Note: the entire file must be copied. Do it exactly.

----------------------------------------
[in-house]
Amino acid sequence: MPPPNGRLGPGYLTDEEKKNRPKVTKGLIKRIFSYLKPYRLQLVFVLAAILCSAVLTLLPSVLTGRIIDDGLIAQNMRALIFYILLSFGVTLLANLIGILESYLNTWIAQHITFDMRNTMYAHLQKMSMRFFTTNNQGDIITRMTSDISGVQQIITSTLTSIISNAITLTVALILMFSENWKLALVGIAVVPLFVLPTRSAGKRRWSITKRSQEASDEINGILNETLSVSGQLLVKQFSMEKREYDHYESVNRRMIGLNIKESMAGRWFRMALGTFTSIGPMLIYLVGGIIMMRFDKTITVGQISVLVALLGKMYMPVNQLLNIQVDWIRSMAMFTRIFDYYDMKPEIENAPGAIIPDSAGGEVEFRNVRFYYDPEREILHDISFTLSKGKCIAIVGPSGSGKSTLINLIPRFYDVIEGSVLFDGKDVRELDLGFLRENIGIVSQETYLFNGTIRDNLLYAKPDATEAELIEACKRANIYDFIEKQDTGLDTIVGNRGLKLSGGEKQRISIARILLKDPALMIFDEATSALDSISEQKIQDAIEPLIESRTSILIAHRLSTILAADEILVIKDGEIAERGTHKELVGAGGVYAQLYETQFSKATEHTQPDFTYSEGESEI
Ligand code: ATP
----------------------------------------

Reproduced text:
[in-house]
Amino acid sequence: MPPPNGRLGPGYLTDEEKKNRPKVTKGLIKRIFSYLKPYRLQLVFVLAAILCSAVLTLLPSVLTGRIIDDGLIAQNMRALIFYILLSFGVTLLANLIGILESYLNTWIAQHITFDMRNTMYAHLQKMSMRFFTTNNQGDIITRMTSDISGVQQIITSTLTSIISNAITLTVALILMFSENWKLALVGIAVVPLFVLPTRSAGKRRWSITKRSQEASDEINGILNETLSVSGQLLVKQFSMEKREYDHYESVNRRMIGLNIKESMAGRWFRMALGTFTSIGPMLIYLVGGIIMMRFDKTITVGQISVLVALLGKMYMPVNQLLNIQVDWIRSMAMFTRIFDYYDMKPEIENAPGAIIPDSAGGEVEFRNVRFYYDPEREILHDISFTLSKGKCIAIVGPSGSGKSTLINLIPRFYDVIEGSVLFDGKDVRELDLGFLRENIGIVSQETYLFNGTIRDNLLYAKPDATEAELIEACKRANIYDFIEKQDTGLDTIVGNRGLKLSGGEKQRISIARILLKDPALMIFDEATSALDSISEQKIQDAIEPLIESRTSILIAHRLSTILAADEILVIKDGEIAERGTHKELVGAGGVYAQLYETQFSKATEHTQPDFTYSEGESEI
Ligand code: ATP